Dozens of first responders participated in a 77-mile procession on Monday, Nov. 22, from Forney to Tyler to honor fallen EMS worker David Eads, 42, of Frankston who was killed in a crash last week in Hunt County while on duty. A very long line of fire and police vehicles gathered at 10 a.m. in Forney and began the procession to Tyler. Other first responders parked emergency vehicles on the overpasses along the route and raised the American Flag as a symbol of honor.
The Tyler Morning Telegraph reported that according to Kyle Bradford, staff sergeant at the Texas Department of Public Safety, Eads of Frankston, and James Malone, 40, of Tyler, were on duty in an ambulance traveling on U.S. Highway 69, just north of Greenville, when their vehicle hit the trailer of a Peterbilt rock-hauler truck. Eads was pronounced dead on scene and Malone was transported to UT Health Tyler for treatment of his injuries. Malone is currently in stable condition.
Bradford said the call came in at 6:55 p.m. and preliminary investigation shows the rock-hauler truck was backing up across two lanes of traffic on U.S. Highway 69.
As the medical community at UT Health East Texas is mourning the loss of one of their own the public is encouraged to pull over to the far-right shoulder of the highway and turn on their lights to stand in honor as Eads body is transported to Tyler burial.
The route will begin in Forney on US 80 and will continue east to Spur 557 then to Interstate 20, where it will continue east on I-20 all the way to Tyler. Along the route, fire departments from numerous communities will park fire engines, Law Enforcement and ambulances on the overpass bridges with flags raised on the Gateway bridge and Los Lomas bridge.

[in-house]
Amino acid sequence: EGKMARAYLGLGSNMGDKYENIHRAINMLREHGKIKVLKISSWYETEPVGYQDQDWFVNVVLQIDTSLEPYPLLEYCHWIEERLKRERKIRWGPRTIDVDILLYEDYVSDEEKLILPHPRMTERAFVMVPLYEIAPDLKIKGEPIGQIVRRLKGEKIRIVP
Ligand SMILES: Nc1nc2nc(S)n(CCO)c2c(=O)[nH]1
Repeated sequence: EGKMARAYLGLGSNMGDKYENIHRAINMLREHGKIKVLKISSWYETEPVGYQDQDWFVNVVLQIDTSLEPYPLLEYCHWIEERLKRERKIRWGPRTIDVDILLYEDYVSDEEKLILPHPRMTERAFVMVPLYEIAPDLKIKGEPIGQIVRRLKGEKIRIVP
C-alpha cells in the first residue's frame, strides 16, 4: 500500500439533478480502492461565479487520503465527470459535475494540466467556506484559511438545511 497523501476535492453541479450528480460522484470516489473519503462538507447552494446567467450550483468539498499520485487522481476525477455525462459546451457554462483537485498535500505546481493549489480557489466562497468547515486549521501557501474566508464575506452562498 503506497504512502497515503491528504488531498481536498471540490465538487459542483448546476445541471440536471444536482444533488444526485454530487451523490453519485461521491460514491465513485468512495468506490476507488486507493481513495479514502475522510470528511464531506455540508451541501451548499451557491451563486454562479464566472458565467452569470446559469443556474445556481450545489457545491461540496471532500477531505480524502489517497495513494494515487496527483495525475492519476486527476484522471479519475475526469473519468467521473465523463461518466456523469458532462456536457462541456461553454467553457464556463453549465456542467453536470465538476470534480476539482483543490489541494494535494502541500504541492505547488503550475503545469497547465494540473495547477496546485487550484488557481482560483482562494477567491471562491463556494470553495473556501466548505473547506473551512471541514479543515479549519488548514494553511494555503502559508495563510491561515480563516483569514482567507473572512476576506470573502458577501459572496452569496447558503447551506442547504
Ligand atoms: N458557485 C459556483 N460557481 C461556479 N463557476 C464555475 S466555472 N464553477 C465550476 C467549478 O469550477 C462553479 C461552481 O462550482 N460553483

As the procession passes through each community, observers are asked to pull over on the shoulders of the highway, turn on their headlights and remain still until the procession safely passes to honor this Public Servant.
“We are devastated by the loss of UT Health East Texas EMS Paramedic David Eads. David served others through his skills as a dedicated paramedic for over 24 years, touching countless lives,” said a statement from the medical center.
Eads joined UT Health East Texas EMS in December 2020 and he served the Tyler and Smith County area as a lead paramedic.
“David’s commitment to his profession was profound, as he always sought out more education to provide the best care for his patients,” said the statement from UT Health.
Eads was known as an uplifting person, according to UT Health.
“David was the kind of person that made you feel better simply by being around him,” said John Smith, CEO of UT Health East Texas EMS. “He had a way of making those around him better because of his huge heart for EMS and concern over his patients.”
UT Health East Texas said Eads’ death is a tragic loss and is felt across the entire organization. The unit designation 809 will be retired and removed from service in his honor.